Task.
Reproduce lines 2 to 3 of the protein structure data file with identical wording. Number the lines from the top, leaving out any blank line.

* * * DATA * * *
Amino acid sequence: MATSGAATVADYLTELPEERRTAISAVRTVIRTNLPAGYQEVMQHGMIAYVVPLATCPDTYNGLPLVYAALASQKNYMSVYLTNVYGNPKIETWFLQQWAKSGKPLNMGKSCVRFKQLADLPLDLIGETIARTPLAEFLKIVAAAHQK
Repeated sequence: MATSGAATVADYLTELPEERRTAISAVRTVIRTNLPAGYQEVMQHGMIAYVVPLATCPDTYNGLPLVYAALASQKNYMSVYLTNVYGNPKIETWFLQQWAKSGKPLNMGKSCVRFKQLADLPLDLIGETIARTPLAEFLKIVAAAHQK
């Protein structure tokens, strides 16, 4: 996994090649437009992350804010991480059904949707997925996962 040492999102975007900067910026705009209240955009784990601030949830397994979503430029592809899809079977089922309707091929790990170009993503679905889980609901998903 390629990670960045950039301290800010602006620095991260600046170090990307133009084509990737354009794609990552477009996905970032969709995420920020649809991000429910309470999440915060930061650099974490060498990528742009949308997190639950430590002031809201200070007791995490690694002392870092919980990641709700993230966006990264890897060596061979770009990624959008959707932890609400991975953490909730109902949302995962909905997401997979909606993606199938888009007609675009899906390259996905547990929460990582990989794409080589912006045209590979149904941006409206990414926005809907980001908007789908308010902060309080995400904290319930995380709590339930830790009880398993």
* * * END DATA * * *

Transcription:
Repeated sequence: MATSGAATVADYLTELPEERRTAISAVRTVIRTNLPAGYQEVMQHGMIAYVVPLATCPDTYNGLPLVYAALASQKNYMSVYLTNVYGNPKIETWFLQQWAKSGKPLNMGKSCVRFKQLADLPLDLIGETIARTPLAEFLKIVAAAHQK
């Protein structure tokens, strides 16, 4: 996994090649437009992350804010991480059904949707997925996962 040492999102975007900067910026705009209240955009784990601030949830397994979503430029592809899809079977089922309707091929790990170009993503679905889980609901998903 390629990670960045950039301290800010602006620095991260600046170090990307133009084509990737354009794609990552477009996905970032969709995420920020649809991000429910309470999440915060930061650099974490060498990528742009949308997190639950430590002031809201200070007791995490690694002392870092919980990641709700993230966006990264890897060596061979770009990624959008959707932890609400991975953490909730109902949302995962909905997401997979909606993606199938888009007609675009899906390259996905547990929460990582990989794409080589912006045209590979149904941006409206990414926005809907980001908007789908308010902060309080995400904290319930995380709590339930830790009880398993």